• Individual productivity tools. There is also an outer ring of individual productivity apps. These are personal for every user and cross-over between professional and personal. Examples such as the to-do list app you can’t live without, the note-taking app that simplifies your workflow or the social bookmarking app you use during your commute – we all have them. Although not formally procured by the organisation, they form part of the workplace ecosystem of your company.

The Ecosystem Needs A New Approach To Tech Decisions

You cannot apply the same technology selection approach to the various tools that make up the ecosystem. That is because this ecosystem is actually a series of Shearing Layers, each with their own decision timescales. Think of it like your smart phone. You change devices once every two to three years. You update your operating system two to three times a year, and you try new apps every couple ofweeks. Applying this layered approach to the digital ecosystem allows us to decentralise decision-making relating to the outer “fast-moving” layers and take a more considered selection process for those “slow-to-change” tools at the centre.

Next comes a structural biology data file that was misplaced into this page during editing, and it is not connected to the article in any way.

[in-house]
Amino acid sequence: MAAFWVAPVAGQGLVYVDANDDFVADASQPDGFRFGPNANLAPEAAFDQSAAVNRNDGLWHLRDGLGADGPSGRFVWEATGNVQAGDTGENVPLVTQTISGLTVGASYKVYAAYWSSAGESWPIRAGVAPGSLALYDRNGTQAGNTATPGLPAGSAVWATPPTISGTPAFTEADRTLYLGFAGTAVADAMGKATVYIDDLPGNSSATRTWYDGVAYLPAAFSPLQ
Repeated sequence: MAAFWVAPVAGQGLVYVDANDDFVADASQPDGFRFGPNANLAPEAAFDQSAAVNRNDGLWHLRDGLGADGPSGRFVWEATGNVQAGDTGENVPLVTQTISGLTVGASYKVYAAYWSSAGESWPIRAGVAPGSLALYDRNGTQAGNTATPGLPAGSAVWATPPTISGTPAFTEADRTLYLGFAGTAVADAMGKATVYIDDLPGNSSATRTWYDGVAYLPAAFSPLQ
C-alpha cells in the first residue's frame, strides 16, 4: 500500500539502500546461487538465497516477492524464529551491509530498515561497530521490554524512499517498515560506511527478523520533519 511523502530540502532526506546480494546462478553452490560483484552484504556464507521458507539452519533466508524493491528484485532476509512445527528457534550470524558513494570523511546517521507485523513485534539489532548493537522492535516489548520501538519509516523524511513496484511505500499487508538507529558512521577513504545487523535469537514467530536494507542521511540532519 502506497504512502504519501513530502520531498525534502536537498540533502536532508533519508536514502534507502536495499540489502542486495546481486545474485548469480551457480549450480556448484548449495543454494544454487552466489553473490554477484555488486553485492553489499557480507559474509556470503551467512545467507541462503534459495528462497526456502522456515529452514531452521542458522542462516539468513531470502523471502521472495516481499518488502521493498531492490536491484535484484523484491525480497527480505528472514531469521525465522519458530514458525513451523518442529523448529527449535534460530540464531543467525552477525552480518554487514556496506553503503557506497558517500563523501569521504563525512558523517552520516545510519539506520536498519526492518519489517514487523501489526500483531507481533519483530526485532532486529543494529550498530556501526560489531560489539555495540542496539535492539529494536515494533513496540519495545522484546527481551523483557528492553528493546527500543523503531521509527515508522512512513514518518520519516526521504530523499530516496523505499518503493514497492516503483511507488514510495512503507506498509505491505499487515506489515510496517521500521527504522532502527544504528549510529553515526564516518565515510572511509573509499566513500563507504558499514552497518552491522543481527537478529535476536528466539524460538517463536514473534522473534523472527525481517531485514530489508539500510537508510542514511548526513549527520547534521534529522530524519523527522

• Hub Solutions: Favour stability and longevity. These have the most in common with traditional technology evaluation approaches. Evaluate not only a product’s features and functions, but also the vendor’s strategy and market presence. These technologies will be in place for several years. You need stability and longevity alongside usefulness.
  • Enterprise-level solutions: Prioritise integration with other tools. The way we make decisions about enterprise-level tools has a lot in common with the Hub decision. A focus on features and functions is only part of the story. The key differentiator here is the level of integration with other tools, and the number of users. There will be many who need to view the information or data, but few users. So strategy and market presence whilst informative are not as central to the decision-making process.